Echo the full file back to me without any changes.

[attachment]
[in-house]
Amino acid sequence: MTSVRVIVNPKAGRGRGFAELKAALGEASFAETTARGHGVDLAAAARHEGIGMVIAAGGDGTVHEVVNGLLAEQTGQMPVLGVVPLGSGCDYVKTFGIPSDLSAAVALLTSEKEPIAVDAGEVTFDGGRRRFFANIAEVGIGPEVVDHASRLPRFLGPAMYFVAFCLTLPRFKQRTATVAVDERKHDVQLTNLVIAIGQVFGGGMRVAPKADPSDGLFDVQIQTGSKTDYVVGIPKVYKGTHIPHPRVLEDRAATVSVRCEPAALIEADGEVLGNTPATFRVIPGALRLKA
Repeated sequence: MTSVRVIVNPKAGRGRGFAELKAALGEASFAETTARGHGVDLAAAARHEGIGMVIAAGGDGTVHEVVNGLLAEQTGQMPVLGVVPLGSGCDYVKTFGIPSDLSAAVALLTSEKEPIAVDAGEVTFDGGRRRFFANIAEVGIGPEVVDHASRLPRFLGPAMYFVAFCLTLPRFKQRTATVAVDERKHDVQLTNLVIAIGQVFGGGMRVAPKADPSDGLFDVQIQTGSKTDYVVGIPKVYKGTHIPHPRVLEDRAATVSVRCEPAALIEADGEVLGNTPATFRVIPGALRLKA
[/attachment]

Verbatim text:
[in-house]
Amino acid sequence: MTSVRVIVNPKAGRGRGFAELKAALGEASFAETTARGHGVDLAAAARHEGIGMVIAAGGDGTVHEVVNGLLAEQTGQMPVLGVVPLGSGCDYVKTFGIPSDLSAAVALLTSEKEPIAVDAGEVTFDGGRRRFFANIAEVGIGPEVVDHASRLPRFLGPAMYFVAFCLTLPRFKQRTATVAVDERKHDVQLTNLVIAIGQVFGGGMRVAPKADPSDGLFDVQIQTGSKTDYVVGIPKVYKGTHIPHPRVLEDRAATVSVRCEPAALIEADGEVLGNTPATFRVIPGALRLKA
Repeated sequence: MTSVRVIVNPKAGRGRGFAELKAALGEASFAETTARGHGVDLAAAARHEGIGMVIAAGGDGTVHEVVNGLLAEQTGQMPVLGVVPLGSGCDYVKTFGIPSDLSAAVALLTSEKEPIAVDAGEVTFDGGRRRFFANIAEVGIGPEVVDHASRLPRFLGPAMYFVAFCLTLPRFKQRTATVAVDERKHDVQLTNLVIAIGQVFGGGMRVAPKADPSDGLFDVQIQTGSKTDYVVGIPKVYKGTHIPHPRVLEDRAATVSVRCEPAALIEADGEVLGNTPATFRVIPGALRLKA